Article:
Midsize firms are uniquely apt for networking.

Mid size law firms doomed to planning, diligence

due-diligenceGuilford College president Jane Fernandes once counseled the College’s board of trustees that there is a difference between “planning” and “hoping.” (She communicated this very diplomatically, a measure of her fitness for her job.)

In a word (well, two words) the difference is “due diligence.”

British law firm consultants Edward Drummond & Co recently advised “mid-tier” firms in England that the largest London firms are shouldering mid-tier firms out of high-margin work. Mid-tier firms, Drummond says, are in danger of losing their ability to attract new business.

But, there is hope. Drummond, itself a planning consultant, says there is

scope for mid-tier firms to improve their margins by placing greater focus on ‘rigorous strategic planning’. For their new ventures to be effective, the consultancy said, it was imperative that mid-tier firms dramatically ramp up in-depth market research and competitor analysis while also ensuring a thorough understanding of the potential opportunities and risks of the work.

Firms were warned that without carrying out detailed due diligence, they could risk seeing seemingly profitable new business ventures suffer or even fail.

Before firms commit to “new lines of business” though, a Drummond partner counseled

  • analysis of competitors,
  • identifying gaps in the market, and
  • targeting potential clients

Failure to commit to rigorous due diligence is more strategic hope than strategic planning. It risks doom.

What all this means in the context of mid-size American law firms is a horse of a somewhat different color than what British mid-tier firms face, but still a horse.

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Midsize law firms showing vigor

A glass building in downtown Greensboro,North Carolina. Notice the reflection on the glass.

An outfit that calls itself “MidLaw” and extols the virtues of midsize law firms probably has an obligation to call attention to January 12’s Georgetown Law Thomson Reuters “2017 Report on the State of the Legal Market” wherein it is reported (pages 13 and 14) that

midsize firms saw a consistent upward trend in demand growth and fees worked, as well as an improvement in productivity from the beginning to the end of the [last 3 years]. … One possible interpretation of these results is that clients, while still directing some types of work to high-end, fairly specialized, premium firms (like the AmLaw 50) are increasingly willing to move substantially down market to smaller firms (midsize firms) in order to achieve significant price savings.

For purposes of discussion, MidLaw is going to be large-minded about these references to what is “high-end” and what is “down market.” We could have found more directionally accurate terms.

Much in the 18-page report confirms what you’ve heard here at MidLaw for years in multiple posts.

 

Law firms are surrounded. We must circle the wagons. But around what?

165hThe Financial Times recently published a very good, short article about legal technology: “Artificial intelligence disrupting the business of law.” It drives home the point that law firms are surrounded by new technologies, by alternative providers, by accounting firms providing legal services, and more. Big Law is under attack and it is beginning to fight back by investing in big technology.

MidLaw can never do that. Mid-size firms must look to third party providers to bring technology solutions.

But that’s fine. It frees mid-size firms to focus on their particular competencies, their core clients, and their home markets.

What does a mid-size firm do uniquely well? What is its focus? Get clear about that. There is a different answer for every firm. Context matters. Identity matters. Competence matters. Ethos matters.

The counter-intuitive next step after finding focus is to go beyond it. After you know who you are, the next step is to ask what goes with that? How do you grow it? What else can you be? What other services are natural expansions of core competencies?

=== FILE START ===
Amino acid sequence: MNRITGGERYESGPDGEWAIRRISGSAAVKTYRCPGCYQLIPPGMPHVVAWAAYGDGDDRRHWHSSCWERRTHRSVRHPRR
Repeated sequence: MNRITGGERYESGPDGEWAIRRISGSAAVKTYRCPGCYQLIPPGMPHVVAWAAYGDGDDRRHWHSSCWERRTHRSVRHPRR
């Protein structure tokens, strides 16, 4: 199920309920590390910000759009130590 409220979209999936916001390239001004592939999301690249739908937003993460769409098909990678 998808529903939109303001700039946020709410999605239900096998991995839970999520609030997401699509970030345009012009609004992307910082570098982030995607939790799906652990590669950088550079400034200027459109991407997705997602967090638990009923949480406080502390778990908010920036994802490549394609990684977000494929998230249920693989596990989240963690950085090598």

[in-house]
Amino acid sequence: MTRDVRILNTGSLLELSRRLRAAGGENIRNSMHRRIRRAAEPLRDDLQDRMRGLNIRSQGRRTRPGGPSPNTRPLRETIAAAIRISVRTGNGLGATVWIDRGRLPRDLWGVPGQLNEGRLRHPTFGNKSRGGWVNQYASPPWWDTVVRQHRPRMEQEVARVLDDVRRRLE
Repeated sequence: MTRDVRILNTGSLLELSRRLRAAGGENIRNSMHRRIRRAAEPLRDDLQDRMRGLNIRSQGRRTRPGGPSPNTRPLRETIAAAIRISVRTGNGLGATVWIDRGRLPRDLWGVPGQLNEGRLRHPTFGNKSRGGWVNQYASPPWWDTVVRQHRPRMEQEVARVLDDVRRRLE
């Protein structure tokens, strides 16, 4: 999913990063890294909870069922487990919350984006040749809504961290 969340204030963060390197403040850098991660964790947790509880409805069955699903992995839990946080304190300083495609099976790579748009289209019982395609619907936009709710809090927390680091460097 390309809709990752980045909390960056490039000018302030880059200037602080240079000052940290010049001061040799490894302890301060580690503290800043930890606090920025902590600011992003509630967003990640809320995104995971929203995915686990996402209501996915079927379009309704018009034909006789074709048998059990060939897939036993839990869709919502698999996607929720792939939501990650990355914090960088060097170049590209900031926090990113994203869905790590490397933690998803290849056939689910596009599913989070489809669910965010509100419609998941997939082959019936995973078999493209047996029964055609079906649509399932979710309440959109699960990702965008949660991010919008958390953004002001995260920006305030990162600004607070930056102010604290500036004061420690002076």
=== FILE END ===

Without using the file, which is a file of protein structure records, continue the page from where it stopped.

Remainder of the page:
And here is a key: growth beyond core competencies may not be limited to services that require a law license. The definition of the “practice of law” has limited relevance to the growth of a law practice. Do not allow the fact that you are a law firm delude you into the belief that you are limited to delivering legal services. Non-lawyer competitors are thriving based on the proposition that much that law firms do is not the practice of law.

Context matters:

  • who are you?
  • what are you good at?
  • what are you uniquely good at?
  • who are your clients?
  • what services can you provide to them, whether the practice of law or not?
  • what markets do you reach, can you reach?

The definition of the phrase “law firm” is shifting, shaking, and shrinking. Potential clients don’t see law firms as alternatives that all do about the same thing. And they don’t much care what the legal definition of  “the practice of law” may be.

MidLaw chauvinism

A photo by Charlie Harutaka. unsplash.com/photos/Gacd_XeSGQk

Photo by Charlie Harutaka.

Occasionally MidLaw has been characterized as diagnosing the obsolescence of mid-size firms. Sometimes we’re even said to be predicting the demise of mid-size firms. So I was glad that Kathryn Whitaker titled her JD Supra interview with me as “The Case for the Mid-Sized Law Firm.”

Of course, from time to time MidLaw does seek to understand the changes around us. And, from time to time it adverts to those who predict the end of the practice of law as we know it. Sometimes, MidLaw countenances those who proclaim the end of law firms altogether. But withal — MidLaw is solid – firm – in the conviction that mid-sized firms will be the last to go.

Kathryn quotes me as saying

A mid-sized firm is the best place on the planet to be a lawyer. The key is direct engagement with clients and colleagues.

Well, that’s what happens with oral interviews. You get all wound up and then you say something that you can’t take back. So, I am staked out. But, at least I believe what I said. No pivot here.

[In an earlier post, MidLaw proposed to republish Kathryn’s  JD Supra interview in this space, but I have come to the conclusion that the thing is just too long to put here, especially when it’s already been published over there. So, here’s another link instead.]

The main thing is: We will be the last to go!

Henceforth please understand: when MidLaw acknowledges the challenges that beset us, I am  simply setting the stage for us once more to demonstrate our resilience – to flex our agility. Remember, it was MidLaw who said these five years past, “Mid-Sized Firms Are the Only Hope for the Future of the Legal Profession,” and, later, more modestly, “I like MidLaw’s chances.”